Some of the world’s biggest mysteries lie in the ocean’s depths. Now, new technology is helping humans to dive deeper, autonomously map and explore the seafloor, and discover new shipwrecks.

7 New Technologies to Find Sunken Ships

Feb 26, 2020

by Daria Merkusheva

There are some well-known facts that spring to mind when one hears the word “shipwreck”:
 
That there are over three million shipwrecks on the seabed, according to a conservative estimation from UNESCO, the United Nations cultural, scientific, and education arm that is tasked with protecting the underwater cultural heritage, including shipwrecks, wreck barriers, and aircraft wrecks.
 
That less than 1 percent of them have been explored. Even those that have been located are often not surveyed nor visited by divers due to the lack of resources and time. Most of the planet’s oceans remain unexplored, and those millions of undiscovered wrecks are far beneath the surface.
 
Airplane wreck near the Bahamas. Photo: WikiCommons/UNESCO
That ships, and later aircraft, have been sinking and disappearing in the ocean depths throughout human history; The world’s oldest known boat, called the Pesse canoe, is 10,000 years old, and while it didn’t sink, there’s no knowing how many others did.
 
That they contain treasures—gold, silver, jewels, and so on—worth billions of dollars. And that shipwrecks offer valuable and well-preserved historical information, and really are priceless.

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Now, new innovative technology is helping humans to dive deeper, explore with less effort, and discover troves of lost ships and aircraft preserved in anoxic water.
 
Shipwreck discovery starts with historical research, which is now aided with big data and AI-powered re-navigation software to trace the lost ship’s journey. Then on to mapping the seabed that is now done with state-of-the-art sonars and confirmed with cameras on autonomous underwater (AUV) and remotely operated vehicles (ROV). Salvage operations and marine archeological activities come last.
 
Some wrecks are removed because they pose a navigational obstacle or an environmental danger; others are studied and preserved for their historical and educational value.
 
1. AI and a Roman Shipwreck
 
In December 2019, archeologists from the University of Patras in Greece used AI to process images collected during reconnaissance surveys and discovered a 2,000-year-old Roman ship. The 110-foot ship, named Fiskardo after the nearby ancient Roman port, still holds 6,000 amphorae in remarkably good shape for their age, according to historians.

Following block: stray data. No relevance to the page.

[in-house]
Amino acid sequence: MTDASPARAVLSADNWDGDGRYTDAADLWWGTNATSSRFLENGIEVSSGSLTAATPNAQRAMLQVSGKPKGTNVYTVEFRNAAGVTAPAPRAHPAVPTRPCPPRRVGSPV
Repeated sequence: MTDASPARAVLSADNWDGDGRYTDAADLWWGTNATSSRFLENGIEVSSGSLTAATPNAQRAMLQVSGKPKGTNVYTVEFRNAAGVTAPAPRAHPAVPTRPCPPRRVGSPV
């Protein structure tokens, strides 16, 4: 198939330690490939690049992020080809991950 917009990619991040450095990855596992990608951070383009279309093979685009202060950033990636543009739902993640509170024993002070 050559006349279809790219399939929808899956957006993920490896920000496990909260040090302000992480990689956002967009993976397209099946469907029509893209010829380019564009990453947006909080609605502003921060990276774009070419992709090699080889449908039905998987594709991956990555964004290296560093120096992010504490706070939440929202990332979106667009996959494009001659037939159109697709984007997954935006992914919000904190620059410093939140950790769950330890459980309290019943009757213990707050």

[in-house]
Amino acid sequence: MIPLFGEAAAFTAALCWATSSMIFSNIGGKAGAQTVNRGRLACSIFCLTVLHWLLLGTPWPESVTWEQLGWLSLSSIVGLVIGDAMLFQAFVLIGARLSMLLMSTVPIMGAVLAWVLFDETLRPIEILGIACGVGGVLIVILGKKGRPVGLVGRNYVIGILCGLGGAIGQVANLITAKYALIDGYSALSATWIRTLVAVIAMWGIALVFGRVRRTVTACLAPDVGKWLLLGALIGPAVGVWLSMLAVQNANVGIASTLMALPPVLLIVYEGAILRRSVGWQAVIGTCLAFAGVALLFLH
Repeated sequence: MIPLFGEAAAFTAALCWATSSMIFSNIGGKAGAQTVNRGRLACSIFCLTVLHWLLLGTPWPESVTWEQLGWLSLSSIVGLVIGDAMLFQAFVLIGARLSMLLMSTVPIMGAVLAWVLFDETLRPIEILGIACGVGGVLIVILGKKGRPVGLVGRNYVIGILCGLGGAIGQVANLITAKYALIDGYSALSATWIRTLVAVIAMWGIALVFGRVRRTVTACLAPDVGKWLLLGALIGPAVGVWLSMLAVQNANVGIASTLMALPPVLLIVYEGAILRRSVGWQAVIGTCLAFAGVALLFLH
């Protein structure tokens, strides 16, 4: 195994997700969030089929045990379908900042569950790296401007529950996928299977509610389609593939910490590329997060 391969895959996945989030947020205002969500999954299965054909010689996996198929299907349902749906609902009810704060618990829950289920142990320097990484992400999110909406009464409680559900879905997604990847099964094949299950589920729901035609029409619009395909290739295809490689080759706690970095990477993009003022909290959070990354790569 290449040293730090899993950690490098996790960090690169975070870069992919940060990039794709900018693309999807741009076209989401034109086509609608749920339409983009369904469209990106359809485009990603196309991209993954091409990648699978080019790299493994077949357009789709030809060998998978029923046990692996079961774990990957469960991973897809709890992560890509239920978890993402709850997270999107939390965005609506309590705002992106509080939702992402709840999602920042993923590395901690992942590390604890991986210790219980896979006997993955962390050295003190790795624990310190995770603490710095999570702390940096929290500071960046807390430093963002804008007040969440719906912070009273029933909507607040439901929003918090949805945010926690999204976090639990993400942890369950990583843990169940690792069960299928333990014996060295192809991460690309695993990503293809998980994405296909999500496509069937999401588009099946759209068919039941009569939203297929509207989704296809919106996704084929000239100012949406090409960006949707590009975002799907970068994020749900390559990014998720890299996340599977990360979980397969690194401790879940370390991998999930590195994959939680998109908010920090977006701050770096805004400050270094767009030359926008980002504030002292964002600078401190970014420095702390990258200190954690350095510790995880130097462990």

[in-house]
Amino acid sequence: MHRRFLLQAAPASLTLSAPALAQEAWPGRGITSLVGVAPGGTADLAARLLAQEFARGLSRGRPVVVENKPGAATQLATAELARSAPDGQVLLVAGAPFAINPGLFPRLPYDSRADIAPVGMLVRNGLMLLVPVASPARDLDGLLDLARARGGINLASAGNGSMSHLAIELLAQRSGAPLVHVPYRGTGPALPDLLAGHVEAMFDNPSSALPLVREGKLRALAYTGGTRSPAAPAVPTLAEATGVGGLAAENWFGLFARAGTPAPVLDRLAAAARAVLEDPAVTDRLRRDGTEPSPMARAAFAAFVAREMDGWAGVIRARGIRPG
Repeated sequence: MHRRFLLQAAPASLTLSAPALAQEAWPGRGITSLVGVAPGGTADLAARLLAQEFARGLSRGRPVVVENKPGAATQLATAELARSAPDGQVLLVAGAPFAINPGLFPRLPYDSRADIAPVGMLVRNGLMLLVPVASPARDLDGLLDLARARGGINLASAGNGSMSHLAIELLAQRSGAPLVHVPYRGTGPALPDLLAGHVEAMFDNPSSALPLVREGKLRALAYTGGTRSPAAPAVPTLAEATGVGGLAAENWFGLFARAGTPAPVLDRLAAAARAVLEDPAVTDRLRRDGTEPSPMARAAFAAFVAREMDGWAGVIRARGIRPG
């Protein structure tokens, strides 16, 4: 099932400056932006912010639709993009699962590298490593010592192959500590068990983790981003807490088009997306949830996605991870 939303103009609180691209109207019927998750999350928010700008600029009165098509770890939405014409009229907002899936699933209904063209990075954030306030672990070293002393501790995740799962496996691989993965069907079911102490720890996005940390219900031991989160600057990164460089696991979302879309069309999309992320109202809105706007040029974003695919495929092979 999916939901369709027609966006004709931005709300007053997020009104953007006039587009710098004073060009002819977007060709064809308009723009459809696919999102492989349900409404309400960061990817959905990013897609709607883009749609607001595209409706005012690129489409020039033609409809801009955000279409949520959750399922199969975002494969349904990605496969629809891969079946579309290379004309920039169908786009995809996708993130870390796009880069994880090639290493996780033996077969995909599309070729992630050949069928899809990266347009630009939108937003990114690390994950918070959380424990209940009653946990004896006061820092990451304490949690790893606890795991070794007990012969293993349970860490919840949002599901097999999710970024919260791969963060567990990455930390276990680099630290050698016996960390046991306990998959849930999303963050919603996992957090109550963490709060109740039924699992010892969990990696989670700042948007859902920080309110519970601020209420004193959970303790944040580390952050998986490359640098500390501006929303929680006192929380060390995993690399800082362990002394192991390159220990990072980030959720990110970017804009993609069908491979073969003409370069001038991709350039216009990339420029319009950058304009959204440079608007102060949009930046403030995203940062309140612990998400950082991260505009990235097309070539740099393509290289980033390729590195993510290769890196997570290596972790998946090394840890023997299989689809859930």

The sonar image of the 2000-year-old Roman shipwreck. Photo: Ionian Aquarium, Greece
Classical-era shipwrecks lie at the seabed and are often hidden by centuries of natural growth, so they can be difficult to discern with a sonar. Researchers explored the seafloor using a side-scan sonar, a commonly used method that sends pulses of sound sub-horizontally across the sea. AI then analyzed and classified the captured images to determine which textures could correspond to a shipwreck.

Marine archeologists confirmed their findings by sending divers and ROVs to the potential site to capture high-resolution images of the ship and its cargo. The team and their AI method have also found three almost intact World War II wrecks.
 
2. ROVs in the Arctic
 
Canadian marine archeologists have discovered two shipwrecks from the tragic British explorer Sir John Franklin’s expedition. One hundred seventy-five years ago, he set to find the Northwest Passage from the Atlantic Ocean to the Pacific and vanished in the Canadian Arctic. Parks Canada and its Inuit partners have been studying the two ships, Terror and Erebus, since discovering them in 2016 and 2014, respectfully, in Victoria Strait.
 
Remotely operated vehicle approaches the bow of a sunken ship. Photo: NOAA Office of Ocean Exploration and Research
The bay is covered in ice nearly all year round, so historians have only a few weeks per year to study the ships. This past summer, divers and a Deep Trekker DTG3 ROV explored Terror for the first time. The ROV provided live 4K footage to the team at the surface and provided divers with an extra set of eyes over seven dives that explored 20 cabins of the ship. The vehicle is about the size of a basketball and can fit into small spaces, so divers guided it below deck to produce images of plates neatly stacked on shelves, rifles hanging on the walls, and drawers in dressers and desks still tightly shut.
 
The team has also used a larger ROV, Saab Seaeye Falcon, that can dive even deeper to 300 meters and carries a bigger HD camera and a sector scanning sonar system.
 
3. AUVs and a Missing Submarine
 
Ocean Infinity’s ship Seabed Constructor located the ARA San Juan, an Argentinian submarine lost in November 2017 with everyone on board. A year later, the Texas-based mapping and seabed exploration company used five AUVs to find the wreckage in a ravine about 3,000 feet below the surface of the Atlantic Ocean.
 
Seabed Constructor, equipped with a fleet of AUVs and ROVs, located an Argentinian submarine lost in 2017. Photo: Ocean Infinity